Transportation stocks have been struggling for some time. And for those that subscribe to the Dow theory that a downside shift in transportation stocks eventually leads to a decline in the broader market, this is a worrisome development. As a result, should stock investors be concerned about the prolonged decline in transport stocks?
So, why exactly should investors in the broader market be concerned about the performance of a small subset of freight, railroad and trucking companies? It is because these companies not only reside at the heart of the economy, but their activities also tend to run in advance of it. For example, if the U.S. economy is experiencing sustainable and strong manufacturing growth, which makes up roughly two-thirds of corporate profits, these firms will want to increase production and will need to call on the transportation companies to deliver the raw material inputs to increase production and also deliver the final good outputs to the market for sale. As result, if transportation stocks are struggling, it is often signaling that they are seeing a decline in delivery orders for raw materials and product deliveries that will eventually feed through to corporate profits and the broader stock market.
As a result, many investors watch for divergences between the focused Dow Jones Transportation Average and the broader Dow Jones Industrial Average (NYSEARCA:DIA) for clues about where the broader market might be headed next.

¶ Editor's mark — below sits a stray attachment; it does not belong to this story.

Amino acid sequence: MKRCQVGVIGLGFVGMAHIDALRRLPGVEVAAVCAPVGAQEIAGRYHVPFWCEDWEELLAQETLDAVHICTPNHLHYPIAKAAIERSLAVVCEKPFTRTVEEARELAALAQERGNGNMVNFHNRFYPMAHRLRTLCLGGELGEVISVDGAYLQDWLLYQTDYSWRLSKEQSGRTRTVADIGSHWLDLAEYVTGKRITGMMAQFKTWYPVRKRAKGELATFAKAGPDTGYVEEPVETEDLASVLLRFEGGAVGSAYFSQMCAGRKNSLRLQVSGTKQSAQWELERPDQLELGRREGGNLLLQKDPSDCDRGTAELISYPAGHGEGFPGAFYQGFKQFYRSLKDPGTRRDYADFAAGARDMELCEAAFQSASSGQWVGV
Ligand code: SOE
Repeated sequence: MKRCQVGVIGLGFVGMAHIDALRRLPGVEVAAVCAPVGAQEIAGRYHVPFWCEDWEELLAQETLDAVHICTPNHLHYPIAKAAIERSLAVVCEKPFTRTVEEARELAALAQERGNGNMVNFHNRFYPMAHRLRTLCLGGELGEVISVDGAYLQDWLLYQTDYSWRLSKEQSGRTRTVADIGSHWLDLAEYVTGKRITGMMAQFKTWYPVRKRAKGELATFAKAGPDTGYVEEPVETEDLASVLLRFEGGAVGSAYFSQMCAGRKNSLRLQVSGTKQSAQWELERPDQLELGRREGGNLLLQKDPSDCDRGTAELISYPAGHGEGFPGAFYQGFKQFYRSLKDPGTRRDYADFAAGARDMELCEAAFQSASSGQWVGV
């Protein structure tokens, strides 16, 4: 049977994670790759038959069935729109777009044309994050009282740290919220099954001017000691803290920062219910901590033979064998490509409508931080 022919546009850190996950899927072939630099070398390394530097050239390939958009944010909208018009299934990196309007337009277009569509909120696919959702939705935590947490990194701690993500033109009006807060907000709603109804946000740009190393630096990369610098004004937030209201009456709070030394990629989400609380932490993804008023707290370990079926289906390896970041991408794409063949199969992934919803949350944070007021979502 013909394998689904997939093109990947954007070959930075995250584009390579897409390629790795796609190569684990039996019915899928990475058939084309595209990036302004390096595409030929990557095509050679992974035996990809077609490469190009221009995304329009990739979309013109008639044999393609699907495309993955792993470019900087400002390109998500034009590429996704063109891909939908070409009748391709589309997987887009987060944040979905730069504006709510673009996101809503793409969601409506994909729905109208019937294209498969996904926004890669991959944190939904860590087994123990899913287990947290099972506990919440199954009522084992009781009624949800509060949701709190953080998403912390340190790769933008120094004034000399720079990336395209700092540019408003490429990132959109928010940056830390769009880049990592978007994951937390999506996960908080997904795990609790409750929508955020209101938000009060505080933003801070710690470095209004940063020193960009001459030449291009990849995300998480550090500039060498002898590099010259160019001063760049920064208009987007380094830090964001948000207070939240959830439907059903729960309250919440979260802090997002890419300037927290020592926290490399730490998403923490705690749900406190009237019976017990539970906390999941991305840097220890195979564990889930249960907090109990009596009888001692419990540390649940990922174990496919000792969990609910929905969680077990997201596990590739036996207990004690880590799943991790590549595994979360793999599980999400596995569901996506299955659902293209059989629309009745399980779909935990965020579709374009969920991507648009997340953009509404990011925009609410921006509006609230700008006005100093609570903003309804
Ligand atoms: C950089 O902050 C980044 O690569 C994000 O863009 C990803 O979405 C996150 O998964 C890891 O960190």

At first glance, the recent performance of the Dow Jones Transportation Average looks deeply troubling for the broader stock market outlook. For while the Dow Jones Industrial Average is still within striking distance of its all-time highs set just over a year ago in May 2015, the Dow Jones Transportation Average remains nearly -20% below its November 2014 peak and has entered into full-blown bear market territory, having dropped by as much as -31% from peak to trough along the way. In short, if transport stocks are foreshadowing what might lie ahead for the broader market, difficult times lie ahead for investors.
But here's the thing. I am a stock market bear and have been so for some time. And I have no shortage of reasons why U.S. stocks could end up falling into a relentless bear market over the next several years. But, at least to date, I cannot count the decline in transportation stocks among the reasons for this view. The following are the two key reasons why.
First, if we are operating under the premise that transportation stocks and the broader market should be moving together over time, and that any divergences in transportation stocks and the broader market should eventually resolve themselves, then if anything the decline in transportation stocks over the past two years has not been about transports foreshadowing a decline in the broader market as it has been transports catching down to the broader market after getting way ahead of themselves for a prolonged spell.